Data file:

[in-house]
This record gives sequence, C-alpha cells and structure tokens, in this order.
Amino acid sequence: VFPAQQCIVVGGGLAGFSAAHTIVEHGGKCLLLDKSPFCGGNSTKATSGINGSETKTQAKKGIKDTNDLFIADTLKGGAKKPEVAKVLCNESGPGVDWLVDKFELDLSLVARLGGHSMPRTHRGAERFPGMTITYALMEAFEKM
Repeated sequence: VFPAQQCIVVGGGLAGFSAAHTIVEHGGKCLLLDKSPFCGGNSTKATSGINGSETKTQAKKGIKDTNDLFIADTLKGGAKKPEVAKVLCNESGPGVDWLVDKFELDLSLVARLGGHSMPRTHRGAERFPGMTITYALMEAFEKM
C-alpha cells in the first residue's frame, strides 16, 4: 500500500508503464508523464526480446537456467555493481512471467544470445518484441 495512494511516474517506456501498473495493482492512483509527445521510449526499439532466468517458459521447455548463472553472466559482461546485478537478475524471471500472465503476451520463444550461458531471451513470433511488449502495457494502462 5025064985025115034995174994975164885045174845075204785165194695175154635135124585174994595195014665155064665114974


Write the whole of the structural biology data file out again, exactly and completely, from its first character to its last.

[in-house]
This record gives sequence, C-alpha cells and structure tokens, in this order.
Amino acid sequence: VFPAQQCIVVGGGLAGFSAAHTIVEHGGKCLLLDKSPFCGGNSTKATSGINGSETKTQAKKGIKDTNDLFIADTLKGGAKKPEVAKVLCNESGPGVDWLVDKFELDLSLVARLGGHSMPRTHRGAERFPGMTITYALMEAFEKM
Repeated sequence: VFPAQQCIVVGGGLAGFSAAHTIVEHGGKCLLLDKSPFCGGNSTKATSGINGSETKTQAKKGIKDTNDLFIADTLKGGAKKPEVAKVLCNESGPGVDWLVDKFELDLSLVARLGGHSMPRTHRGAERFPGMTITYALMEAFEKM
C-alpha cells in the first residue's frame, strides 16, 4: 500500500508503464508523464526480446537456467555493481512471467544470445518484441 495512494511516474517506456501498473495493482492512483509527445521510449526499439532466468517458459521447455548463472553472466559482461546485478537478475524471471500472465503476451520463444550461458531471451513470433511488449502495457494502462 5025064985025115034995174994975164885045174845075204785165194695175154635135124585174994595195014665155064665114974